Interviewsand Articles


Interview: Enrique Martinez Celaya: Self & Beyond Self

by Richard Whittaker, May 2, 2003



It was several years ago when I first heard of the artist Enrique Martínez Celaya. John Evans, founder of Diesel Books and a poet as well, suggested I’d find him worth looking up. Two years were to pass before we met. I’d learned that Martínez Celaya was teaching at Pomona College and, one afternoon, on a visit to Claremont, I decided to look for him. I got lucky and arrived at his classroom just as his students were leaving; the timing was perfect.
     To my surprise, Martínez Celaya was already familiar with
works & conversations. We talked for perhaps thirty minutes. Remembered most clearly was his quiet directness and a quality of dignity and depth. At that time, I had not yet seen his work and knew little about him otherwise. We agreed our conversation should continue.
     Not long after I returned to the Bay Area, I received two books in the mail, an impressive hardback in German and English published by the Contemporary Museum in Honolulu,
Enrique Martínez Celaya 1992 to 2000, and a small paperback entitled Guide, the artist’s fictitious account of a drive up the coast to Santa Cruz with a trusted friend—a framework in which the artist articulates his thinking and the questions which form the background for his work. It made a singular impression on me. I couldn’t remember encountering another book that spoke so directly to my own experience and interests. I could hardly contain my excitement, and emailed a response. The conversation that had begun, continued.
     Martínez Celaya’s credentials are unusual. On the very brink of taking his doctorate in quantum electronics at the University of California at Berkeley, he turned instead toward a career in art.
     As a boy of eleven, he’d apprenticed to an academic painter in Puerto Rico and up through his high school years, his interest in art and science developed side by side. Science promised to set the world in order. Art provided a place to wrestle with all that resisted order.
Guide, he writes, “as a student, I was never interested in finding a style. I was looking for art that revealed something about the structure and meaning
of things.”
     His fictitious friend asks, “What do you want?”.
     “To clarify, to find a path,” Martínez Celaya responds.
     “To you or to the world?” asks his companion.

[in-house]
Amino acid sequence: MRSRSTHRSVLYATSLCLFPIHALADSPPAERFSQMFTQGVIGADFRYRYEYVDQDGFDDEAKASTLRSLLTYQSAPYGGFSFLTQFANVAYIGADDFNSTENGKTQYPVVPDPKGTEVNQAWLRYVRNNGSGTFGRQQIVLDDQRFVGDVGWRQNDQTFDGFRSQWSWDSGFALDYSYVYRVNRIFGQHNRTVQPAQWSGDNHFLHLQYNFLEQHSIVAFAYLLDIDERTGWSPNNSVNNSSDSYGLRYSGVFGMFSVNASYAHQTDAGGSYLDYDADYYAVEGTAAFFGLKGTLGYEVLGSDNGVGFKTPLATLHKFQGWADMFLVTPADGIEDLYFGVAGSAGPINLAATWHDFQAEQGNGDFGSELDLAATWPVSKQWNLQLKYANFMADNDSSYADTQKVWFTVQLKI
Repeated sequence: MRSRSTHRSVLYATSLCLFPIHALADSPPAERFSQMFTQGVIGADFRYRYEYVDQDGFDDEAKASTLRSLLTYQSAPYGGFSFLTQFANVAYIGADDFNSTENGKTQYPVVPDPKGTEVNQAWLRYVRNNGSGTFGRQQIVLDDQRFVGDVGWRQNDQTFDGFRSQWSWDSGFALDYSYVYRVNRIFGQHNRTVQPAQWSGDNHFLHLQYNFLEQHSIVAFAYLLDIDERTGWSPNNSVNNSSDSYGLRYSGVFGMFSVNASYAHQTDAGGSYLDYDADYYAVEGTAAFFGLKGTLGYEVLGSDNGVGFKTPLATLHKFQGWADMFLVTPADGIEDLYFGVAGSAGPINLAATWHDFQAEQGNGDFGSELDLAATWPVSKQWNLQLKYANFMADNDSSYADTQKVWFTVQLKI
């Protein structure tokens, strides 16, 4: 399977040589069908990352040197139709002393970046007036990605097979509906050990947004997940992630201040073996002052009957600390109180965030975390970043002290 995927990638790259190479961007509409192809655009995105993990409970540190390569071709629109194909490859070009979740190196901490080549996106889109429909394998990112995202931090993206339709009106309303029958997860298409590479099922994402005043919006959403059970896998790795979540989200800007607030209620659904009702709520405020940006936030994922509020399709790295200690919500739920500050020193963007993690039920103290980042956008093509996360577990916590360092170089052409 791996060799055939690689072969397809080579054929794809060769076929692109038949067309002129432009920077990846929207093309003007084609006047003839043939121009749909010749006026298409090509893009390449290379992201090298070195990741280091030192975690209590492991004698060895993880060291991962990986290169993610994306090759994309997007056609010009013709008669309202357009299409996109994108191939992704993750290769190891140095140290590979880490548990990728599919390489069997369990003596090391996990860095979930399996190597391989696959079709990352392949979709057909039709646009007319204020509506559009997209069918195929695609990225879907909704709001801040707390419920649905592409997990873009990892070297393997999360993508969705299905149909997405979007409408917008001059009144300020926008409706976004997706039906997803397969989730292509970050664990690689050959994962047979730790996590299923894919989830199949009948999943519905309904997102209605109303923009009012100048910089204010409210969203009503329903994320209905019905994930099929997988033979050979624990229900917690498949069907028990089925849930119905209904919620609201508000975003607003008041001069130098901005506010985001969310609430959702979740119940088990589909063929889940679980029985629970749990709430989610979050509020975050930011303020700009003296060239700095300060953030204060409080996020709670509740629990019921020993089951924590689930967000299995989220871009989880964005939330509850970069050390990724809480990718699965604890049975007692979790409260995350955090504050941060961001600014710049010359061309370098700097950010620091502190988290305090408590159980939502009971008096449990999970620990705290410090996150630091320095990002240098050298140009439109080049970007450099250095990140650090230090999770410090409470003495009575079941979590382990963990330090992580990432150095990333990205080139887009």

One could say it's the distinction that divides art and science, and Martínez Celaya values both: “To make an artwork requires measurable things like discipline, ideas and some skill, but also requires other things that come from the inside as well as from mid-air.”
     About this search, he says, “Biographical facts are neither a guarantee nor a requirement for authenticity. Whatever I have to offer can’t be collected in the word, ‘Cuban,’ or even ‘Hispanic’ or ‘Westerner.’” He adds further, “to find oneself in a collective set of traits is a delusion, [moreover] some things are not signs to be decoded by a specific culture. Take the heart-wrenching image of a mother with a dead child in a Kollwitz drawing. This suffering will always be true. If art is centered in these types of fundamental experiences then it will always have meaning. If it is about fashion or culture then it’s unlikely it will survive. But basic human emotions and desires, and things like trees, animals, landscapes, the sun, the moon, and so on, will still matter and will still define human experience.”
     The effort to authentically draw upon this fundamental realm is a time-honored possibility for artmaking, and it’s also a way of thinking about the work of Martínez Celaya. Essential in this work, and an aspect he places in the foreground, is the matter of ethics. What can serve as a guide for my actions in life?
     This search for clarification is not abstract. One might say, the real is that which must be inhabited.
     The place of the artist today is far from clear, it seems to me. Martínez Celaya’s work could signal a new direction, or perhaps the return to an understanding familiar in other traditions and in earlier eras.

Last year one day in May, as I threaded my way up La Brea Avenue in Los Angeles toward the artist’s studio, such thoughts preoccupied me. I found the address next to an inconspicuous door that opened to an ascending stairway. His studio occupied the top floor of a two-story building. Enrique showed me around, showed me a number of books he’s published under his imprint, “Whale and Star” and described some publishing ideas. By the time we sat down to talk, I knew there would be a lot of material we wouldn’t get to

Richard Whittaker:   I can’t help feeling you’ve come an amazingly long way having left science only a few years ago, but I don’t really know your history. I know you were living in Spain as a child.

Enrique Martínez Celaya:   Yes, my family emigrated from Cuba to Madrid in 1972, and then to Puerto Rico a few years later. Spain, back then, was not an easy place for foreigners, but the difficulties and the lack of distractions helped strengthen my relationship to drawing, so when we moved to Puerto Rico I became apprentice for a painter and took courses at the academy there.

RW:   What academy was that?

EMC:   La Liga del Arte de San Juan. Most artists from the island, at one point or another, have been associated with it.

RW:   So when you were apprenticing to a painter, how old were you?

EMC:   I was around ten or eleven.

RW:   Would you talk a little about your apprenticeship?